The ingredients of chai are very simple: black tea, water, milk and sugar. At Desi restaurants, the owners might serve masala chai by adding nutmeg and cardamom for extra flavor.

Now I am stuck waiting in line at Starbucks behind unknowing non-Desi people ordering chai tea lattes with unfathomable ingredients like black pepper, vanilla and honey. People have created a new perception of my cultural drink, and many don’t realize the true taste or that it started as a Desi brew.

Unlike naan or samosas served at Pakistani restaurants, chai is warped into something it’s not, and it’s placed in a context where it doesn’t belong. It’s introduced to the masses by mostly Western corporations whose ambition is to make money, not to share cultures.

Starbucks should rename its version of chai to a title that does not alter the identity of my culture. And if Western society wants chai, they should drink it how it is meant to be consumed.

My chai is not sprinkled with cinnamon or topped with a frothy foam. Chai is not meant to be ordered from Starbucks or an indie coffee shop. My chai is not “tea tea.”

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  • Saxon707

    Really, this is what bothers you, with all the problems in the world (or, in the US, or Pakistan)?

    What next – complaining about people wearing cotton-blends, since “cotton” has an association with the history of oppression and slavery?

    Not sure what’s going on in universities, but you are in for a surprise when you graduate and step into the outside world.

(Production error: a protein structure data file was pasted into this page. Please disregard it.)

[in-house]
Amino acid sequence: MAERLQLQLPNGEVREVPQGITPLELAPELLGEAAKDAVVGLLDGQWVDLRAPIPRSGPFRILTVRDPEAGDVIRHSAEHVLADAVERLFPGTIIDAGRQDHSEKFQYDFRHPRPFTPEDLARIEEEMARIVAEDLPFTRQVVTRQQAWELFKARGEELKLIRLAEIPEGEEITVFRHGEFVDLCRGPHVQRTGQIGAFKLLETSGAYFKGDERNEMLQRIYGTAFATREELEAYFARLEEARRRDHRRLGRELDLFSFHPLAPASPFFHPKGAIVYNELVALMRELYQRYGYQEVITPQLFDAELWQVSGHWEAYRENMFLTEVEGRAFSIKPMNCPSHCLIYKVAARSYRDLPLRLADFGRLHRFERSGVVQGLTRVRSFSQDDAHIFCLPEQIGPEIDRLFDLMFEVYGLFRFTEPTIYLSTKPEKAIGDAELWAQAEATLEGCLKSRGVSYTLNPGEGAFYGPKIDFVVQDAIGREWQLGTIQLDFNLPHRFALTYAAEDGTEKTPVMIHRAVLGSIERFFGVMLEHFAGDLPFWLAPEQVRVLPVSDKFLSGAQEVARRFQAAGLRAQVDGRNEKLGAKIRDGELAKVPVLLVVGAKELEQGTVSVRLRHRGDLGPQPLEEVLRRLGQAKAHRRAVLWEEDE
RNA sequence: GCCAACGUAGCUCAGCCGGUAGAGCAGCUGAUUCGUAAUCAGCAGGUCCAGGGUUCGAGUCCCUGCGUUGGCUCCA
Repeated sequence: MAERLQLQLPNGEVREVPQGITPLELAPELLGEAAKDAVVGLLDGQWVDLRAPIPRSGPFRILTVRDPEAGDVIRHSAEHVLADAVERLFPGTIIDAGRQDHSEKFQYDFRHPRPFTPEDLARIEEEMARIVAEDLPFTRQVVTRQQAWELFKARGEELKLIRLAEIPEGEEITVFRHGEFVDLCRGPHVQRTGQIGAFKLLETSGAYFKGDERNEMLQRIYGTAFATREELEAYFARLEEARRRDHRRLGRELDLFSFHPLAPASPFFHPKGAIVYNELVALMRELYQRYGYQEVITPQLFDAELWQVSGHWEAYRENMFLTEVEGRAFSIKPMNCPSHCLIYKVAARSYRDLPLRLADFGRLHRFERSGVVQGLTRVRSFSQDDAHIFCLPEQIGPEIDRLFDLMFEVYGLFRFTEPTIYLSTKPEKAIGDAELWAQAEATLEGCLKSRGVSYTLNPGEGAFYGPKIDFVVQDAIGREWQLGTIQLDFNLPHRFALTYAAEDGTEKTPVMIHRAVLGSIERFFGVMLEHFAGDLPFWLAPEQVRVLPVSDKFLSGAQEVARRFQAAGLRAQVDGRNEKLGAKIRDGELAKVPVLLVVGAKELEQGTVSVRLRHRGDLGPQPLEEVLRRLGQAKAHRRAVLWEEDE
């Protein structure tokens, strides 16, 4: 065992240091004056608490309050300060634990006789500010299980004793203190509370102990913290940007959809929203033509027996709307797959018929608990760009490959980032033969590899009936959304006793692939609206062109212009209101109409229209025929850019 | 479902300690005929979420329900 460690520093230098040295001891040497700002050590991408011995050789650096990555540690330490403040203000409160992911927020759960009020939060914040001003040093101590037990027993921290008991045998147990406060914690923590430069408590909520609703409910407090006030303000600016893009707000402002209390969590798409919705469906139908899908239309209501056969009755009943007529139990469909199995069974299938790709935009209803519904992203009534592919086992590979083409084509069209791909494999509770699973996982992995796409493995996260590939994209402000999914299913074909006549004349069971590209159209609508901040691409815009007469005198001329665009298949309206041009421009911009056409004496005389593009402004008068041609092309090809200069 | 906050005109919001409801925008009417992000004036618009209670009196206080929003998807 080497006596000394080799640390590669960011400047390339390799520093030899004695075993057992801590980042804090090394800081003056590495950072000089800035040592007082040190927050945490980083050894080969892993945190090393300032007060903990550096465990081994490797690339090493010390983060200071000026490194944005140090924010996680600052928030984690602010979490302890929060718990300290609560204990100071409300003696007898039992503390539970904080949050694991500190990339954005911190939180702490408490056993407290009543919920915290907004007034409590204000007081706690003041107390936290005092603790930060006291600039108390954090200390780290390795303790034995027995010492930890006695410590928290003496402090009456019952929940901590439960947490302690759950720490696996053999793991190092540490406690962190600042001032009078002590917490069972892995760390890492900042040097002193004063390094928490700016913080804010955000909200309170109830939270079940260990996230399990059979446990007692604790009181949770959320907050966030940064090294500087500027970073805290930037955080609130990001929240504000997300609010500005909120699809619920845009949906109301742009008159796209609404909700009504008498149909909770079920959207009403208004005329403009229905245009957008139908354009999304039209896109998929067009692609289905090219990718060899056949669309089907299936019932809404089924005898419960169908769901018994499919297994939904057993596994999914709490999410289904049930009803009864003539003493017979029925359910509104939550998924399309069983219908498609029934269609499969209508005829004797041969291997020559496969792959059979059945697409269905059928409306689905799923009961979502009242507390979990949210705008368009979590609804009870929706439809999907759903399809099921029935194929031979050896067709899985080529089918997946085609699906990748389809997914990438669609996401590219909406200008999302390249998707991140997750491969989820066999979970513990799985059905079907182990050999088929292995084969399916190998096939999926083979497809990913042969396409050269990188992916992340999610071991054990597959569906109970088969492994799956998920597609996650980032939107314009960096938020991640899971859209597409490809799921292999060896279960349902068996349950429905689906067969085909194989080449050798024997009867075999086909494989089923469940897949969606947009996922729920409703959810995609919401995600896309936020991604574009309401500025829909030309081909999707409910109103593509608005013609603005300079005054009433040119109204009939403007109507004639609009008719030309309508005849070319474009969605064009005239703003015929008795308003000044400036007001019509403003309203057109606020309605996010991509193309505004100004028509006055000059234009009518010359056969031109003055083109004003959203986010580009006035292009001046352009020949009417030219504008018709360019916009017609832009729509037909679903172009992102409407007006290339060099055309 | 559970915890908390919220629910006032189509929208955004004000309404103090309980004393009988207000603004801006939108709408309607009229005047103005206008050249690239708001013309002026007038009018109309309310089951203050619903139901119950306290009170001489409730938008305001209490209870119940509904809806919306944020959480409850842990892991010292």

• DS2001

    If you order a “chai latte” they will give you a beverage made from a mix that doesn’t actually have tea in it. If you order a “chai tea latte” they will brew you Tao brand chai with milk instead of water, if they understand the order properly….they will charge you more too.

  • Aaron Villarreal

    I really don’t understand the problem here, and am curious as to whether this was intended for The Onion rather than the DB.

    I’m not sure exactly what you’re proposing. Food items should never be served in culturally inauthentic situations? Food items should never be served if the ingredients aren’t true to the original? Food items shouldn’t be served if they are pronounced / translated incorrectly?

    These lines of argument almost discourage cultural interaction.

    Did you know that quesadillas are different in Mexico? That burritos are not Mexican food? Should I yell at you not to say you’ve eaten a quesadilla because you didn’t eat it the same way Mexicans do? If you want “Mexican food” and then order a burrito, are you an imperialist cultural appropriator?

    If something isn’t good or to your tastes, don’t buy it. Maybe it is basic, or inauthentic, or lame. But it isn’t a moral issue.

  • Harrison Schwartz

    Often, I wish I went to a school where students cared about larger issues. I’m glad we live in a country (and go to a certain school) where we have the privilege to care about “issues” like this. I’ll keep worrying about how the way I say “tea” is “cultural appropriation” while many can’t dream of affording Starbucks “tea tea”.

  • Lolwut

    The increasingly-snotty tone of this column may be doing a disservice to the cause. Frankly, reading this piece has made me feel *less* sympathetic towards the “victims” of cultural appropriation.

    And no, I don’t drink chai (real or fake).

  • Brown and confused

    I’m somewhat split on this. I think drawing the contrast between samosas vs chai was a good one, since one preserves the original form while the other doesn’t, but I’m split over how bothered I am by this. For example, “Indo-Chinese” is a popular street food cuisine in India, with dishes like “Chicken manchurian” which bears little to no resemblance to Chinese cuisine.